Customs regulations for travellers to Ireland
Security checks on travellers
Customs officers in Ireland are allowed carry out selective checks on all travellers at all points of entry to Ireland (air and sea). These checks are to ensure that you are not carrying prohibited or restricted goods, and to combat smuggling.
Travelling to Ireland from the EU
Ireland has no restriction on the amount of cash you can carry in or out of the country, or a requirement to declare it, when travelling within the EU. However, under the Criminal Justice Act 1994 Section 38(1) as amended by the Proceeds of Crime (Amendment) Act 2005 Section 20, if you are carrying at least €6,348.69 in cash, a customs officer may seize and detain the cash. The customs officer must have reasonable grounds for believing the cash represents the proceeds of crime or is intended for use in criminal conduct.
Excise duties and VAT on goods
Since June 30, 1999, the sale of duty-free goods to those travelling within the European Union (EU) has been abolished. This means that you will no longer be able to buy goods that are free of excise duty and VAT (value-added tax) if you are travelling within the EU. Any goods you buy within the EU (with the exception of food, drink and tobacco products for on-board consumption) will now be subject to normal rates of excise duty and VAT. Duty-free sales will continue as before, if you are travelling to destinations outside the EU.
Goods bought in another EU country
You will not be charged any extra duty or VAT on purchases where the duty and VAT has been paid (for example, goods bought in shops, supermarkets, etc.) in another EU country, provided the goods are for your personal use.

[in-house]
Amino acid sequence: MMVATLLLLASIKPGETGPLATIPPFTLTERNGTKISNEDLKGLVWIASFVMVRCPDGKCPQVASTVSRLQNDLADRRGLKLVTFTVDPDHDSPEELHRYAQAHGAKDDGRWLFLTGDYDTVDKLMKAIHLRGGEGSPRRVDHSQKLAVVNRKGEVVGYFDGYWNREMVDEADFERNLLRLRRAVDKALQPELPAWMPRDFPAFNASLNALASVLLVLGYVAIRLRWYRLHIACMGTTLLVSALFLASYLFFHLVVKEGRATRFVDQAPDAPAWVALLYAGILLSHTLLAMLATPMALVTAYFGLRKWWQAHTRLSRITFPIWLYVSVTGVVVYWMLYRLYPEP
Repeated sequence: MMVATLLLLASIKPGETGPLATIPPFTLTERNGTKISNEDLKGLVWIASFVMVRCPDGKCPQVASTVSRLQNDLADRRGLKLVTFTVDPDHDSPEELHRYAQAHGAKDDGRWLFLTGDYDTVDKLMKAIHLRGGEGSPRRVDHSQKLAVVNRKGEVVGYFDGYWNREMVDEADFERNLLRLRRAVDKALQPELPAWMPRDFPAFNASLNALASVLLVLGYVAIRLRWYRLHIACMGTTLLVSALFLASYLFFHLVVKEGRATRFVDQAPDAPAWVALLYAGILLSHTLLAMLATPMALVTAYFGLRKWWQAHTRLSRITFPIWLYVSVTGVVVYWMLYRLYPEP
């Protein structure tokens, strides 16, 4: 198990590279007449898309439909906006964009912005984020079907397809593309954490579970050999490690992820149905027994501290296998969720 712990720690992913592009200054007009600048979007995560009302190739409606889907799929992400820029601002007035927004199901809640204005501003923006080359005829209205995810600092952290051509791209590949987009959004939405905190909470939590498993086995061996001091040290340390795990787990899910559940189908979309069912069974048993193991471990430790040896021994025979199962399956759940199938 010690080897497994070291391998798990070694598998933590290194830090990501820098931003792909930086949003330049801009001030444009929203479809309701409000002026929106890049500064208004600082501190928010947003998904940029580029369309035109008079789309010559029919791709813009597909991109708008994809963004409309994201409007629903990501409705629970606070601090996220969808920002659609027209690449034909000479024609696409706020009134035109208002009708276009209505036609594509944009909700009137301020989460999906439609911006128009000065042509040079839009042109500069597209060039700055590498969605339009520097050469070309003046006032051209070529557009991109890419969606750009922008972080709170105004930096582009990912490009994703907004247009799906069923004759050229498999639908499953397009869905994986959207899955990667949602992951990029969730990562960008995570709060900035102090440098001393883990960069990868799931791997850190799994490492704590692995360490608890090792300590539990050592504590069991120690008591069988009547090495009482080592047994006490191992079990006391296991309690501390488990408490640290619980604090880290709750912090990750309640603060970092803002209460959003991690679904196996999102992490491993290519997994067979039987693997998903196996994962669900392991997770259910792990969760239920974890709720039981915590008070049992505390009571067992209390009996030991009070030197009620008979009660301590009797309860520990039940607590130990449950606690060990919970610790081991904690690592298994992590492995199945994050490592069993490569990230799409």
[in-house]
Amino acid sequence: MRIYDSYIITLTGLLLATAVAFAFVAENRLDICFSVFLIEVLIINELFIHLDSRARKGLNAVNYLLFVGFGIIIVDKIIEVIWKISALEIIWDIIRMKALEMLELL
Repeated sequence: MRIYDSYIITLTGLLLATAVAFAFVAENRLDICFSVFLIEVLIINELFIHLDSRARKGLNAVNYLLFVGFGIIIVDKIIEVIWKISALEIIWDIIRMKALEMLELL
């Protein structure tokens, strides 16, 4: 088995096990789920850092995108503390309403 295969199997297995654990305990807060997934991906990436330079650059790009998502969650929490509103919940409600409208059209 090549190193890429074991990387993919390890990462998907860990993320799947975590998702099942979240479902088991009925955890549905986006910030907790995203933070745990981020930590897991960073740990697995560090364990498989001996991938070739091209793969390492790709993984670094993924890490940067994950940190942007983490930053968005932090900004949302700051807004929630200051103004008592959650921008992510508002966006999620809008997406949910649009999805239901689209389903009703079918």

If your purchases are equivalent to or less than the quantities set out in the table below, they will usually be regarded as being for your personal use. If you exceed these quantities, you may have to demonstrate at Customs that the goods are for your personal use.
Maximum quantity allowed
|Cigarettes (see Note below)
|Smoking tobacco||1 kg
|Spirits (whiskey, vodka, gin, etc.)
|Intermediate Products (e.g. sherry, port, etc., excluding sparkling
|Wine (only 60 litres of sparkling wine allowed)
Note: Since January 2014 a reduced allowance of 300 cigarettes applies if you purchased the cigarettes in Bulgaria, Croatia, Hungary, Latvia, Lithuania or Romania.
You are not entitled to alcohol or tobacco allowances if you are aged under 17 years.
You should keep any receipts as proof that you have paid duty and VAT.
Bringing in meat or dairy products
Only products which have been produced in accordance with EU rules may be imported for personal consumption. As a guideline, quantities should not exceed 10 kg. Generally, the products are on sale to the public in the EU country of origin, are appropriately packaged and have an identifying EU health mark. An EU health mark is an oval stamp with:
- The country code on the upper part, for example, UK
- An approval number in the centre
- The initials EC (European Commission indication) on the lower part.
Travelling to Ireland from countries outside the EU
Since 15 June 2007 if you are entering or leaving the European Union and carrying €10,000 or more cash you must make a declaration to the Customs authority of the member state you are entering or leaving. Under Regulation (EC) 1889/2005 you must lodge the declaration at the airport, seaport or land frontier through which you are entering the EU – see “How to apply” below. If you are travelling to or from the Channel Islands and the Isle of Man you also must make a declaration. Cash includes:
- Currency in the form of banknotes or coins